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The Executable Pathway to Biological Networks

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If you have a question about this talk, please contact Laura Blackburn.

Computational modelling of biological systems is becoming increasingly important in efforts to better understand complex biological behaviours. ‘Executable Biology’ is a pioneering approach focused on the design of executable computer programs that mimic biological phenomena. While traditional mechanistic models in biology are usually described by diagrams (giving a fairly static picture of cellular processes), executable biology seeks to translate such static diagrams into dynamic models using formal computational methods that were originally designed for the construction and analysis of complex man-made systems (e.g., computers and computer programs).

In this talk, I will illustrate the usefulness of this framework to model signalling pathways using the following examples: (1) our modelling work of the EGFR /Notch signalling crosstalk during the process of cells fate determination in C. elegans vulval development. This model brings forward intricate timing considerations in the operation of these signals, which were also validated experimentally; (2) a more recent model describing metabolic disturbance in fat tissue with relation to diabetes and obesity. Constructing this model and running it against the experimental observations has highlighted two key nodes in the processes of early obesity: the transcription factor Mlxipl, and the metabolic intermediate acetyl CoA. The model suggests that these act synergistically to affect fatty acid production, which is likely to be a key intermediate phase along the obesity timeline. These provide focus points for further biological study; and (3) a detailed analysis of a molecular model describing the EGFR pathway, leading to a more abstract view of the different modules of this network. Our analysis suggests that the pathway contains regions of functional redundancy in the upstream modules. Downstream modules, like Ras and ERK , have fewer redundancies, and strong inhibition of specific reactions in those modules greatly attenuates signal response. We have also identified positive feedback loops whose role is to prolong the active state of key components, and negative feedback loops that help promote signal adaptation and stabilization.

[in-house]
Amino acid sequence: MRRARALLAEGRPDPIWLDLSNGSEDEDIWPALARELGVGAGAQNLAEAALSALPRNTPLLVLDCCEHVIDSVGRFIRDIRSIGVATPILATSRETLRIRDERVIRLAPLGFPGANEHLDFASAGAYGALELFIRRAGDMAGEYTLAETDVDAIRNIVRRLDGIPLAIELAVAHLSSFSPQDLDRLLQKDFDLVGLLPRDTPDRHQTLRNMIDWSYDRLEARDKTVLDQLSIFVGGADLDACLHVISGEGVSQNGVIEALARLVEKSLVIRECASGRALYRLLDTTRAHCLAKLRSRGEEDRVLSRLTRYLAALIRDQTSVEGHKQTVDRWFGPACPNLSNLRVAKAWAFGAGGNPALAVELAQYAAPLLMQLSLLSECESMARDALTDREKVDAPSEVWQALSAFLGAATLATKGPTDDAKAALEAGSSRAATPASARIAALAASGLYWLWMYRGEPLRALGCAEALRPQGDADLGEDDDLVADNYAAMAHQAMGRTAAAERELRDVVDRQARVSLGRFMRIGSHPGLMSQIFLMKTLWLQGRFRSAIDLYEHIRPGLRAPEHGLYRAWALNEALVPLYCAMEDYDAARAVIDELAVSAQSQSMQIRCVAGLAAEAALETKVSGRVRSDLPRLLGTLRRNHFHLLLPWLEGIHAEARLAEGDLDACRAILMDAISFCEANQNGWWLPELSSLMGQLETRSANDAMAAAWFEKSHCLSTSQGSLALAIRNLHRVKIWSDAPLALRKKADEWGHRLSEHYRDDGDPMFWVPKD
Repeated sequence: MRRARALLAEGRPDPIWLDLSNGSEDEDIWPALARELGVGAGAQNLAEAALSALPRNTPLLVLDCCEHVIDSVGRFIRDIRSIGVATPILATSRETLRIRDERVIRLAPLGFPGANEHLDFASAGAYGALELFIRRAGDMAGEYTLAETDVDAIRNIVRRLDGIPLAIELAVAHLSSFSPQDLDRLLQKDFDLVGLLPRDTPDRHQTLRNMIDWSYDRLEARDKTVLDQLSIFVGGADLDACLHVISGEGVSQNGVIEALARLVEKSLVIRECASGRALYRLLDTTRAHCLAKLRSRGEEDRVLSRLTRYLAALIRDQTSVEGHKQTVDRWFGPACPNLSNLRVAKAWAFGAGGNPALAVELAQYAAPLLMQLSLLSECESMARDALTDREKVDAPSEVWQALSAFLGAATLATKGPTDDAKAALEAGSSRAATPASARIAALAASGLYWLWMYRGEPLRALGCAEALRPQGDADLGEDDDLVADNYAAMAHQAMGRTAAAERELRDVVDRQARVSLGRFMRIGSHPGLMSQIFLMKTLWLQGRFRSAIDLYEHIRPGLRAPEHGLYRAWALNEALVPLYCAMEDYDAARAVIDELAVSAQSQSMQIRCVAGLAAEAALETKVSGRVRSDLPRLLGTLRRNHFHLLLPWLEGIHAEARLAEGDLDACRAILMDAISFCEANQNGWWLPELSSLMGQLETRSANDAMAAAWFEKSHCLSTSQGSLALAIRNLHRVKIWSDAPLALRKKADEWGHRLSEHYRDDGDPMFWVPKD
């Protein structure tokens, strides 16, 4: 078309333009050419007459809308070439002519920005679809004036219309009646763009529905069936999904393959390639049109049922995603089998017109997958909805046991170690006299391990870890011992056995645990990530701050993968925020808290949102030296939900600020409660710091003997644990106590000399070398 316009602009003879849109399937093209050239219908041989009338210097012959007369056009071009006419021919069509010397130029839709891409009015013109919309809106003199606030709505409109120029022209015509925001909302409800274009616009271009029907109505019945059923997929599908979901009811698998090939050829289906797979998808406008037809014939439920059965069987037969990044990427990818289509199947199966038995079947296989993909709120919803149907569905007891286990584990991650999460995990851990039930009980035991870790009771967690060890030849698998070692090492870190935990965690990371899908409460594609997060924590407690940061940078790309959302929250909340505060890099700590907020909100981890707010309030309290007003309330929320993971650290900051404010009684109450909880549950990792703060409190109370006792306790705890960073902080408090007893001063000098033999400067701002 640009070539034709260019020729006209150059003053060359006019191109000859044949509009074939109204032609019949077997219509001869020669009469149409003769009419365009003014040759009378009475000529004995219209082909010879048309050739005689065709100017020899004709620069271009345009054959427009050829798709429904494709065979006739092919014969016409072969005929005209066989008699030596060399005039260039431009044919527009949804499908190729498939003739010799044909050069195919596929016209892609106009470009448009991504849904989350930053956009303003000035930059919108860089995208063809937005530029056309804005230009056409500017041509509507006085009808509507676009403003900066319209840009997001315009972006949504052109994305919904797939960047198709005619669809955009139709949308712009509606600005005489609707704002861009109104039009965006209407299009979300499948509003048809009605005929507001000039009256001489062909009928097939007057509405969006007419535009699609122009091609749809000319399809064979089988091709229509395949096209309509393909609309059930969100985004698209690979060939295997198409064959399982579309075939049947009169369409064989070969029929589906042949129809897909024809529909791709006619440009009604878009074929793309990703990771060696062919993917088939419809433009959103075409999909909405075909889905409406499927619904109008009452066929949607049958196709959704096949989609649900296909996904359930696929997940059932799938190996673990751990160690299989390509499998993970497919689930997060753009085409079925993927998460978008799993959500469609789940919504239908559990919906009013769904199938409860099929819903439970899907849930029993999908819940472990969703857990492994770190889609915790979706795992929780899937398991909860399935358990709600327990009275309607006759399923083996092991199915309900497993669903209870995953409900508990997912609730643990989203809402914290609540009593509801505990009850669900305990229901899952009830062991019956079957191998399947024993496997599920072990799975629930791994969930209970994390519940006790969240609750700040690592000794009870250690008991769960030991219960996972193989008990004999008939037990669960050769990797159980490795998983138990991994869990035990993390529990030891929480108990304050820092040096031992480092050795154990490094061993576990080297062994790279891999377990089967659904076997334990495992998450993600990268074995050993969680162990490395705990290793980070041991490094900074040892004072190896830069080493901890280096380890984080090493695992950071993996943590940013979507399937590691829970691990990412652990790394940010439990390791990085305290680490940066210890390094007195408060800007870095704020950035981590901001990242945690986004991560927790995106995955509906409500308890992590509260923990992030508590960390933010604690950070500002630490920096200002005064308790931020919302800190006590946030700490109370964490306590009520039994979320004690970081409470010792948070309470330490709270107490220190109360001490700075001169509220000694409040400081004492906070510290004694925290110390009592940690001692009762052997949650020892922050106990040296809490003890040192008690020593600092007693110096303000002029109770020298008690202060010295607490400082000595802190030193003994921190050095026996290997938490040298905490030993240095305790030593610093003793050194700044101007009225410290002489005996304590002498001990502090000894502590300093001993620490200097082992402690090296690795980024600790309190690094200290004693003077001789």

This talk is part of the Seminars on Quantitative Biology @ CRUK Cambridge Institute series.

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